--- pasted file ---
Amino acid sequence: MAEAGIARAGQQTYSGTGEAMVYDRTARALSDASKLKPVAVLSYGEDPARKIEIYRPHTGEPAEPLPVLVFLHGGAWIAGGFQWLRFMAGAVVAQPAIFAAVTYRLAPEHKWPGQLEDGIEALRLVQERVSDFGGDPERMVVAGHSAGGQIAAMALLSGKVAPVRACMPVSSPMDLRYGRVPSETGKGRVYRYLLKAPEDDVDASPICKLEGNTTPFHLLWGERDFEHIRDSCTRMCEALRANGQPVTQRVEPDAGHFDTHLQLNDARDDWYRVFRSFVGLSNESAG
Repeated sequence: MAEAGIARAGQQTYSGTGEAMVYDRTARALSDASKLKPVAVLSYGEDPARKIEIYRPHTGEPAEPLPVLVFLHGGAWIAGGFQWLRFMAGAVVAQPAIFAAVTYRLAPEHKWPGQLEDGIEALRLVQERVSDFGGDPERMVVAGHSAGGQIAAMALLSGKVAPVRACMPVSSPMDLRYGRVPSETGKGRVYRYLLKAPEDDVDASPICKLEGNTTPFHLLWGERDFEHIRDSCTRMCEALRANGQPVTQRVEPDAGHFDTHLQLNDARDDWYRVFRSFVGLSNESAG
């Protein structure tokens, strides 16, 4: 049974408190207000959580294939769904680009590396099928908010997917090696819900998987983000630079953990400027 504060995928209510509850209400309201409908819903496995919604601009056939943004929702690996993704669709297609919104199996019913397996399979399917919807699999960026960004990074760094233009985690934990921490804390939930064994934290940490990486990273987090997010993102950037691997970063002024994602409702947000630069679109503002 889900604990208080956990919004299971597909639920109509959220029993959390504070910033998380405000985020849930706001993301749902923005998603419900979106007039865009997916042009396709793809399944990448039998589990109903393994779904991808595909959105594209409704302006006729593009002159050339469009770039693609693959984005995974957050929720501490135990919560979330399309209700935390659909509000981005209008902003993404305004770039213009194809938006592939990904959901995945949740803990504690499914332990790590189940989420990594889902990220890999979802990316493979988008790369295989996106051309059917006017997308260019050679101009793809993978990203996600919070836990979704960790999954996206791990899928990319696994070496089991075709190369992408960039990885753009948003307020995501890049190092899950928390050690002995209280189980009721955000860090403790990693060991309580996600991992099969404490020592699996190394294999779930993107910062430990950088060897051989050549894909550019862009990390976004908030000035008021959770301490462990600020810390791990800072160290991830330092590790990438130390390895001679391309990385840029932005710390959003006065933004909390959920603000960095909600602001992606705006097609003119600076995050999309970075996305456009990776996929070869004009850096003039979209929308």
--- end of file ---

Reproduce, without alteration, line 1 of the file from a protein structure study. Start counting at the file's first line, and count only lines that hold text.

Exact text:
Amino acid sequence: MAEAGIARAGQQTYSGTGEAMVYDRTARALSDASKLKPVAVLSYGEDPARKIEIYRPHTGEPAEPLPVLVFLHGGAWIAGGFQWLRFMAGAVVAQPAIFAAVTYRLAPEHKWPGQLEDGIEALRLVQERVSDFGGDPERMVVAGHSAGGQIAAMALLSGKVAPVRACMPVSSPMDLRYGRVPSETGKGRVYRYLLKAPEDDVDASPICKLEGNTTPFHLLWGERDFEHIRDSCTRMCEALRANGQPVTQRVEPDAGHFDTHLQLNDARDDWYRVFRSFVGLSNESAG